Martin S. Edwards, Professor, School of Diplomacy and International Relations, Seton Hall University in New Jersey, told IPS the SG is playing this correctly, working to delegitimize Russia, and rightly so. There’s not much else that can be done to make Russia into a pariah state.
“The SGs voice on this in recent days (not only in criticizing this missile strike but also the end of the grain deal) has been both steadfast and needed,” he said.
“The main problem, sadly, is that this needs to be resolved on the battlefield”.
“ The more that Putin realizes he will not achieve any of his objectives, and the more that he realizes his regime is in danger, the more he would be willing to listen to overtures for peace. This war remains a huge tragedy for all involved,” declared Edwards.
Andreas Bummel, Executive Director, Democracy Without Borders, told IPS it is part of the UN Secretary-General’s duties to protect the rules and values of the UN Charter.
The Russian war of aggression against Ukraine, aimed at annexing territory and erasing Ukraine’s existence as an independent state, is the most blatant violation of the Charter’s fundamental rules and of international law, he pointed out.
“The Secretary General has no choice but to condemn Russia for its criminal actions even if this means that Russia does not accept him as a mediator. As the UN General Assembly has said, there is no solution to this war except for Russia to withdraw its troops and to cease all attacks,” declared Bummel.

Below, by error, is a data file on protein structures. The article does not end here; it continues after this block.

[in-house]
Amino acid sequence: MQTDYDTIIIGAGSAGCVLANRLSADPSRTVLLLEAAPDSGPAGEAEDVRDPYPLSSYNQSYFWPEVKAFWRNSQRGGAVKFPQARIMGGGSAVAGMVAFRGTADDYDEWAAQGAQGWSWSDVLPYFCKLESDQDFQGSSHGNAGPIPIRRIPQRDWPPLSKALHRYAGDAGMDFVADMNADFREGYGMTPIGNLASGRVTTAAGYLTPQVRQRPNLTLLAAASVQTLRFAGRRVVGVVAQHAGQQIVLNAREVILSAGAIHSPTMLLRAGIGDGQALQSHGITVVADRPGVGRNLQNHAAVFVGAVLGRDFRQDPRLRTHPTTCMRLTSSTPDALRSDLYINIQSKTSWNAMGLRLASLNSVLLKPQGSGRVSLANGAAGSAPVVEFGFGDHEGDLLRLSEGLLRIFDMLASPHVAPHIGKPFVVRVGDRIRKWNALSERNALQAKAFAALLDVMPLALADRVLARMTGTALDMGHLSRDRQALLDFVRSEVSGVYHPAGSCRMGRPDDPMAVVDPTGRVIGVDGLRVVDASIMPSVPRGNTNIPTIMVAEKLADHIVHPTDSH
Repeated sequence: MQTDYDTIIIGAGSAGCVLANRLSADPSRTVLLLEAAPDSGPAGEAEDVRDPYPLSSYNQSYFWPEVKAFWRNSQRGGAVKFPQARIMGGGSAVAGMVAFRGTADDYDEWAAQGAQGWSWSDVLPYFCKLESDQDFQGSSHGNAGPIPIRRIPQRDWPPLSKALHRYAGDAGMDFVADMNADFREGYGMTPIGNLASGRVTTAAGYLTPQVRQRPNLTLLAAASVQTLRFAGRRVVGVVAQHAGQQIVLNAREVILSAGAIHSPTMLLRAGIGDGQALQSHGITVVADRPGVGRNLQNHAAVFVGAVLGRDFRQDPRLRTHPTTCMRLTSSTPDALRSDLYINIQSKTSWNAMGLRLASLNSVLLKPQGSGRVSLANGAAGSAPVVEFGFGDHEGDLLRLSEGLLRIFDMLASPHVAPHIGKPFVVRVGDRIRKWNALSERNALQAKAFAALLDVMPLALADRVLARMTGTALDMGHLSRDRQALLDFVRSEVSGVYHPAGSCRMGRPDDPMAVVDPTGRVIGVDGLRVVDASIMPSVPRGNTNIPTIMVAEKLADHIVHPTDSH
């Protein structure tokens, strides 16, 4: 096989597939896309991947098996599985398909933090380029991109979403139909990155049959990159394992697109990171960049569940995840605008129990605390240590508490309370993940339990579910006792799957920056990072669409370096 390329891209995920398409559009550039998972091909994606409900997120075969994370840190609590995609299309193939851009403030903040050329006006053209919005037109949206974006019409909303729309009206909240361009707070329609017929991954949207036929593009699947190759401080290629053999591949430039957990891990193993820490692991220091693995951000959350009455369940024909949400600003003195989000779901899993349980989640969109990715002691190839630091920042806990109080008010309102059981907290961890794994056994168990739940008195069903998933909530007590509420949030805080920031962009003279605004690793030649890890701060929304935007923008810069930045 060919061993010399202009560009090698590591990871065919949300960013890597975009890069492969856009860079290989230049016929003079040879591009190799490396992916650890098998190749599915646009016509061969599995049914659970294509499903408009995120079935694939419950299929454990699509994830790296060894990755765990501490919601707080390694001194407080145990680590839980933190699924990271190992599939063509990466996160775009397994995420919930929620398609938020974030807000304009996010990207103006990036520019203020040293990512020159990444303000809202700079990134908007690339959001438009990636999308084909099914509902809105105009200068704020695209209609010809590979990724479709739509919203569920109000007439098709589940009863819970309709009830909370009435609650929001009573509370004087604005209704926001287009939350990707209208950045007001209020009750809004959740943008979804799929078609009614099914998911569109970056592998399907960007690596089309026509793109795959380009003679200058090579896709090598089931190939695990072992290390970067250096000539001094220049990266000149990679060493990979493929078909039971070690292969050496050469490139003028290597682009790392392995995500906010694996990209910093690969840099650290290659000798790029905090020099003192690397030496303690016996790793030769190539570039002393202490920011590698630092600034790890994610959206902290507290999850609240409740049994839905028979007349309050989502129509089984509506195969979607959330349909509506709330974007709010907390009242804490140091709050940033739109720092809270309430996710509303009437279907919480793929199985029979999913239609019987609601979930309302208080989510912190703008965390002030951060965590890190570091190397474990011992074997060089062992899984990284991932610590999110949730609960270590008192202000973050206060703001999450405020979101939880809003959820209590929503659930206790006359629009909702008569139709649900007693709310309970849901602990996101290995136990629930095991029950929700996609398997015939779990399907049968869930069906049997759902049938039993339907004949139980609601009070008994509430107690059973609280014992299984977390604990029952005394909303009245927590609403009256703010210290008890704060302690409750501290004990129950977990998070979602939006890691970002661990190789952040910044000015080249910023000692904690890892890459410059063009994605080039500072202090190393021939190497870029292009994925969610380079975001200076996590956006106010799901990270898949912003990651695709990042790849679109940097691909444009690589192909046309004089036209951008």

Meanwhile, the United Nations has described the deaths and destruction in the nine-year-old civil war in Yemen as “the world’s worst humanitarian disaster”.
The killings, mostly civilians, have been estimated at over 100,000, with accusations of war crimes against a coalition led by Saudi Arabia and the United Arab Emirates (UAE) battling Yemen, described as one of the world’s poorest nations in the UN’s list of least developing countries (LDCs).
But the weapons used in these killings originated in the US which has remained the primary arms supplier to both countries. But neither the UN nor successive SGs have at least hinted or accused the US of being implicitly responsible for the civilian killings,
The New York Times said in 2017 that some US lawmakers worry that American weapons were being used to commit war crimes in Yemen—including the intentional or unintentional bombings of funerals, weddings, factories and other civilian infrastructure—triggering condemnation from the United Nations and human rights groups who also accuse the Houthis of violating humanitarian laws of war and peace.
Going back to 2003, then Secretary-General Kofi Annan challenged the United States, and surprisingly, lived to tell the tale—but paid an unfairly heavy price after being hounded by the US administration..